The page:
- Next to the overall positive evaluation of the cost developments in the public services 41,5% of the respondents from the old Member States and 23,5% of the new Member States were also of the opinion that rules and bureaucracy could be reduced. A cluster analysis shows that percentages range from almost 50% (in the Scandinavian countries) to 18,6% (in the Eastern European countries). In the latter countries, 26,3% of all respondents were of the opinion that rules and bureaucracy had even increased. Especially the respondents from the career-system countries Austria, Belgium, Germany, France, Luxemburg, Hungary, Lithuania, Poland and Slovakia were less positive whereas the position countries Denmark, Estonia, Finland and Sweden were of the opinion that rules and bureaucracy could be reduced. Thus mostly respondents from the Scandinavian tradition countries believe that bureaucracy could be reduced.
- The answers to the question as to whether rules and bureaucracy could be reduced are – although still promising – less positive than those concerning the overall cost developments and cost reduction. The mixed results can be explained by the – almost paradoxical developments in the continental career system countries – which seem to be very successful in reducing administrative (personnel?) costs. On the other hand, these countries are much less successful in reducing rules and 'bureaucracy'. However, the situation is even more problematic in some Eastern European States who have also not succeeded in reducing costs. According to our replies the most positive developments have taken place in the Scandinavian countries where costs and rules/bureaucracy could be reduced.
- Generally, top managers have slightly different views than the lower ranking employees. Mostly, top officials are more optimistic about the effects of the reforms. Women may also have different perceptions than men (especially in the field of anti-discrimination). However, more research is also needed here to understand why women have - at least in certain fields – more positive attitudes than men. Moreover, different categories of staff have sometimes very different perceptions of the impact and effects of HR reforms. As such, perception levels are very much linked to gender and hierarchical (or power) issues.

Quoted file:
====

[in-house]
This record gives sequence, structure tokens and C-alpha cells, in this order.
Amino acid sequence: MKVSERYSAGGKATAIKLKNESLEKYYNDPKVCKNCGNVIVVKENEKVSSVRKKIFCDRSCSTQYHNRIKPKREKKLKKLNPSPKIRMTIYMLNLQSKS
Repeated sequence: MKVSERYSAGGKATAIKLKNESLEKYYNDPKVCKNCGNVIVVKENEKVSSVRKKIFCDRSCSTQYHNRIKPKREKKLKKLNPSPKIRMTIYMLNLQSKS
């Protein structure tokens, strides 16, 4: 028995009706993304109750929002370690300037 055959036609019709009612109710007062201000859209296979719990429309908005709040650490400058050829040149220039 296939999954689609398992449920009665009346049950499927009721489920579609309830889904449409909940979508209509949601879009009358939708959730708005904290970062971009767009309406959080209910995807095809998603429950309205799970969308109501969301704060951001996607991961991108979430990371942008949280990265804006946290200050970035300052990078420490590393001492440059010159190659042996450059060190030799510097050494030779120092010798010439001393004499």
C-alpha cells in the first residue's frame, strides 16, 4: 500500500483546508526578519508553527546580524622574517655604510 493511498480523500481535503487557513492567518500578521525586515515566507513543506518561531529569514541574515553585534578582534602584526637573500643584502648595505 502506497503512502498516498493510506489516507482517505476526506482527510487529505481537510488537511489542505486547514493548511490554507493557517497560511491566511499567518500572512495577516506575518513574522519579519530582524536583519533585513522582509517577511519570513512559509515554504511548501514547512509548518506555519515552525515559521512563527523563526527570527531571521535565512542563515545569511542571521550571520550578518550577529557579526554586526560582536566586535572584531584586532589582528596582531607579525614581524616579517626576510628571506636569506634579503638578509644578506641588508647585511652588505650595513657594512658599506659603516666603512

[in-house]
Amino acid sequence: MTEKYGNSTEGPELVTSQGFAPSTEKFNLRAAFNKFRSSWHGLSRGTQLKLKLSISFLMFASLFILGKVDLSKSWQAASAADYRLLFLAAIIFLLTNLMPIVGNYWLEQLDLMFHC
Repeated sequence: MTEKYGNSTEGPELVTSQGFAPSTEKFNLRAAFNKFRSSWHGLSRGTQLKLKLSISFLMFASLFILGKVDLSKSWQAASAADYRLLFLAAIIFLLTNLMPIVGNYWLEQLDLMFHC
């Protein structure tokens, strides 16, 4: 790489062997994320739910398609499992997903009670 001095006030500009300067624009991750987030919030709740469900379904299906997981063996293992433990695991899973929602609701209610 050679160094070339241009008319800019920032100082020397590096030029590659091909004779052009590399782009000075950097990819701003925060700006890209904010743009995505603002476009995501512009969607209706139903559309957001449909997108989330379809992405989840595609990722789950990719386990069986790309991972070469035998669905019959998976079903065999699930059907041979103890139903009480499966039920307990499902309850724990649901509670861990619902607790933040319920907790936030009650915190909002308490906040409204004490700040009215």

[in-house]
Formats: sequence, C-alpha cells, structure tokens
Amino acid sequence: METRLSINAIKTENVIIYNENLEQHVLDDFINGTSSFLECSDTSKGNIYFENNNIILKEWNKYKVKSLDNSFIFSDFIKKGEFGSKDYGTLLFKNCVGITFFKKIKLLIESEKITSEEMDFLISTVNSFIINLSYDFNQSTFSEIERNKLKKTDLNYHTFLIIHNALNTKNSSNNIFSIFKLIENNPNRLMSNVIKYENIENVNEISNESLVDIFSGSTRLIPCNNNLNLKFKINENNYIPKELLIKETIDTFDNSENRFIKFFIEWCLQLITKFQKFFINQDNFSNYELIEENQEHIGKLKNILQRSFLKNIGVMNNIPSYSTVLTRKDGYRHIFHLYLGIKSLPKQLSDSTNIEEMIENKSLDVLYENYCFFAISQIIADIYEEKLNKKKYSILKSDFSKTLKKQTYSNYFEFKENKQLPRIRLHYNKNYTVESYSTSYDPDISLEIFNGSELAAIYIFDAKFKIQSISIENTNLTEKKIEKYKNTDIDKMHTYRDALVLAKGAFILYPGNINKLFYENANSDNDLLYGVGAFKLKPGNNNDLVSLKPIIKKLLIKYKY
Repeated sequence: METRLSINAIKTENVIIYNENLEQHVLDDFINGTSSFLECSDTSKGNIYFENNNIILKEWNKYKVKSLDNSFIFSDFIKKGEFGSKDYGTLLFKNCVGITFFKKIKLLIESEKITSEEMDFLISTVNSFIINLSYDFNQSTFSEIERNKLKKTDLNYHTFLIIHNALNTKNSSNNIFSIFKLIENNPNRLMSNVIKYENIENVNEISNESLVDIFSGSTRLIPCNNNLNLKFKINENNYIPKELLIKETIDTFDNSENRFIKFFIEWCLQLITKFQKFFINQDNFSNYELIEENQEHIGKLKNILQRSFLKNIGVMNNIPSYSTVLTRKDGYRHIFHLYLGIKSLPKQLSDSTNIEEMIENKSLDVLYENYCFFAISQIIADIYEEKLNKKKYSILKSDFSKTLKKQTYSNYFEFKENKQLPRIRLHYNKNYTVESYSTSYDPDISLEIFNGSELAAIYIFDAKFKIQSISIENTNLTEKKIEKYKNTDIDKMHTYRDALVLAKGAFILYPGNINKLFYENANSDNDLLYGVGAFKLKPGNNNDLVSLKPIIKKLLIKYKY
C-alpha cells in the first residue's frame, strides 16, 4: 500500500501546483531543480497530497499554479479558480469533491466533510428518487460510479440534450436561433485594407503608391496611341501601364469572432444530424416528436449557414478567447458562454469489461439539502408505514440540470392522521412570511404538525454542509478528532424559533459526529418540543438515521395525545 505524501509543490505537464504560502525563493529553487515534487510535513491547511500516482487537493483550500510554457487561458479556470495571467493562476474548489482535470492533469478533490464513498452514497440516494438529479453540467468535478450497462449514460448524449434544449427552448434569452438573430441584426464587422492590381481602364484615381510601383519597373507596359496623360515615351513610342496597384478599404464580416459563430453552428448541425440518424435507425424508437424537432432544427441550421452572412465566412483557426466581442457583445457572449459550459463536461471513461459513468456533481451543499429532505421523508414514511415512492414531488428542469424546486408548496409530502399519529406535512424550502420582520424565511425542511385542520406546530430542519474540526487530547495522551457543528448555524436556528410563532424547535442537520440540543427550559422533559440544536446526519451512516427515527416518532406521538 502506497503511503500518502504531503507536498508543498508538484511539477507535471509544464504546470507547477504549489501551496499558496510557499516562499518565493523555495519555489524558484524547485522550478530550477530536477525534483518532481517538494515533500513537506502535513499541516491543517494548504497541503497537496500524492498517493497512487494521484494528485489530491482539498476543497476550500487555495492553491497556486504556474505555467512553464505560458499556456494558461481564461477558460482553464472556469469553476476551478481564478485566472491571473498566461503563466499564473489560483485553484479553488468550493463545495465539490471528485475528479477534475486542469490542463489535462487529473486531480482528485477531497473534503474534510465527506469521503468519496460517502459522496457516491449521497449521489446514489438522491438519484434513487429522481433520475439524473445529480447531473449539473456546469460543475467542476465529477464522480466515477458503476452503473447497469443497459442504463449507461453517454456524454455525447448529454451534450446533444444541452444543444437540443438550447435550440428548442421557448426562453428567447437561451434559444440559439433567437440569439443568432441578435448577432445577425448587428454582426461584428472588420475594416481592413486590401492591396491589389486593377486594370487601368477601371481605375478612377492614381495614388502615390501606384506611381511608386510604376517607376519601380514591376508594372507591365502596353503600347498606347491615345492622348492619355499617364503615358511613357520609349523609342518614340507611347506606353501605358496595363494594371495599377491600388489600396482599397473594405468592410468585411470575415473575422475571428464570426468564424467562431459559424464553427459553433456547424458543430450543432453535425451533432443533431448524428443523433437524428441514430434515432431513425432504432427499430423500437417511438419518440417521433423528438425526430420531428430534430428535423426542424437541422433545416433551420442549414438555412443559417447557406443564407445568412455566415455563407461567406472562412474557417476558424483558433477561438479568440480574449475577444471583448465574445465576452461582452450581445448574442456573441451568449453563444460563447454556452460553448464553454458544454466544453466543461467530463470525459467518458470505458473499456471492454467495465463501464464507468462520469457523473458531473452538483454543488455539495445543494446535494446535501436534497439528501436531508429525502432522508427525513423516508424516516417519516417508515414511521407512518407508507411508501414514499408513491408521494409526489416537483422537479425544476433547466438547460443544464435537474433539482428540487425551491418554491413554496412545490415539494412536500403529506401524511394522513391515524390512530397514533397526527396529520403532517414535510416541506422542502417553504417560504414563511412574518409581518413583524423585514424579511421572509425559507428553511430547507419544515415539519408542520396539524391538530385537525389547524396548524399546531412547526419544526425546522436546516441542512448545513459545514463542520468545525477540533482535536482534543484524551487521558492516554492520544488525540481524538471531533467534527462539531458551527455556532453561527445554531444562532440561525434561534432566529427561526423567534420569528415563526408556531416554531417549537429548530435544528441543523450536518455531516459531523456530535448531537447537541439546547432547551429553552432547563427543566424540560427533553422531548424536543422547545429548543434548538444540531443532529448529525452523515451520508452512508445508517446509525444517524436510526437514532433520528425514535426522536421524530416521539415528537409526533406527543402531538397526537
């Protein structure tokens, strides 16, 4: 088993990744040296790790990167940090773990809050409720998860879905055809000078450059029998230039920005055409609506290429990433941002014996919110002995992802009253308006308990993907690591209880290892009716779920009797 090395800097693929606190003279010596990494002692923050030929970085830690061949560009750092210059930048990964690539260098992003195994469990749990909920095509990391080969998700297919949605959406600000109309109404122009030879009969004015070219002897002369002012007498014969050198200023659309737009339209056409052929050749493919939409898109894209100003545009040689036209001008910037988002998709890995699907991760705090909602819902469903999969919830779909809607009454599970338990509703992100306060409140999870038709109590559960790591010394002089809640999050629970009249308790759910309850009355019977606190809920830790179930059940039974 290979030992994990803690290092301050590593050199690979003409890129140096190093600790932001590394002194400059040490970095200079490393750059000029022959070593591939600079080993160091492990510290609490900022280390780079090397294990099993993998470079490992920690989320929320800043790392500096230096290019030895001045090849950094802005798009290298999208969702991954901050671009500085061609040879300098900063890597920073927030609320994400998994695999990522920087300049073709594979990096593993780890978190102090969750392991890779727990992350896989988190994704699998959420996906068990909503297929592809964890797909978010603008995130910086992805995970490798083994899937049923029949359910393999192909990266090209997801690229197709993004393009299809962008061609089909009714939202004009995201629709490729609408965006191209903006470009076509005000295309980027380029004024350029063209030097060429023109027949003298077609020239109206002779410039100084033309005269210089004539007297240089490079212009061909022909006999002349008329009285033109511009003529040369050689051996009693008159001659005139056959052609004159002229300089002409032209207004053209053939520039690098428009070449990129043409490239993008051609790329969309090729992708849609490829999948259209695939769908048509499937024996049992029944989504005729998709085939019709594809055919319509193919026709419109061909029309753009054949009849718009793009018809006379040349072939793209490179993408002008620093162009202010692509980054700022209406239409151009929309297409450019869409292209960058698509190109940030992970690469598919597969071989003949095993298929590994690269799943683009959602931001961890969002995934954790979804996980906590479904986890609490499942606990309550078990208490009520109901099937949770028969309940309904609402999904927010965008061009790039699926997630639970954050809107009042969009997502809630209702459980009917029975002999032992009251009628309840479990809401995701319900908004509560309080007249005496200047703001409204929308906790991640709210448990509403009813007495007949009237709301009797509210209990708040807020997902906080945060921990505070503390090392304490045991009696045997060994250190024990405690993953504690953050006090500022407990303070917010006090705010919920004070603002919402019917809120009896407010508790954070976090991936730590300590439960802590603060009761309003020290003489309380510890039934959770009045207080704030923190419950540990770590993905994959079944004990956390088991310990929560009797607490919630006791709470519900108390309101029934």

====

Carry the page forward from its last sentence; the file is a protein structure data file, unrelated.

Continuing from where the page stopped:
- Most reforms seem to have little effects on the development of public trust. However, the development of trust depends very much on the media attitudes and the right 'marketing' of the public services. Generally the public services must do better and show the 'real world' of the public services. Many features are positive. However, the positive features are less known than the critical developments. In particular, the media focus on the critical developments, scandals and failures.
- Overall the older Member States are more successful in fields such as anti-discrimination, equality and diversity policies. Many career-system countries also have more competitive pension systems. However, overall the Scandinavian countries are seen as more successful with regard to a number of individual HR policies.
- As already stated, Eastern European States and the two new Member States face more challenges than the older Member States. Moreover, public employees in some of these countries are less satisfied and observe fewer improvements. At the same time - despite some important exceptions – many developments in these countries are also positive.
- Most public officials believe that HR policies are not competitive with those in the private sector. A totally different question is whether this is also the case in reality. At least public services are better than the perception.
- Public service work is much less 'dull and boring' than is commonly acknowledged. Contrary to this, it is much more challenging and interesting than is commonly acknowledged. Generally, HR policies in the public services are better than many people (mostly outside the public services) acknowledge. However, more needs to be done in order to call public HR policies a 'success.
Christoph Demmke, Thomas Henökl, Timo Moilanen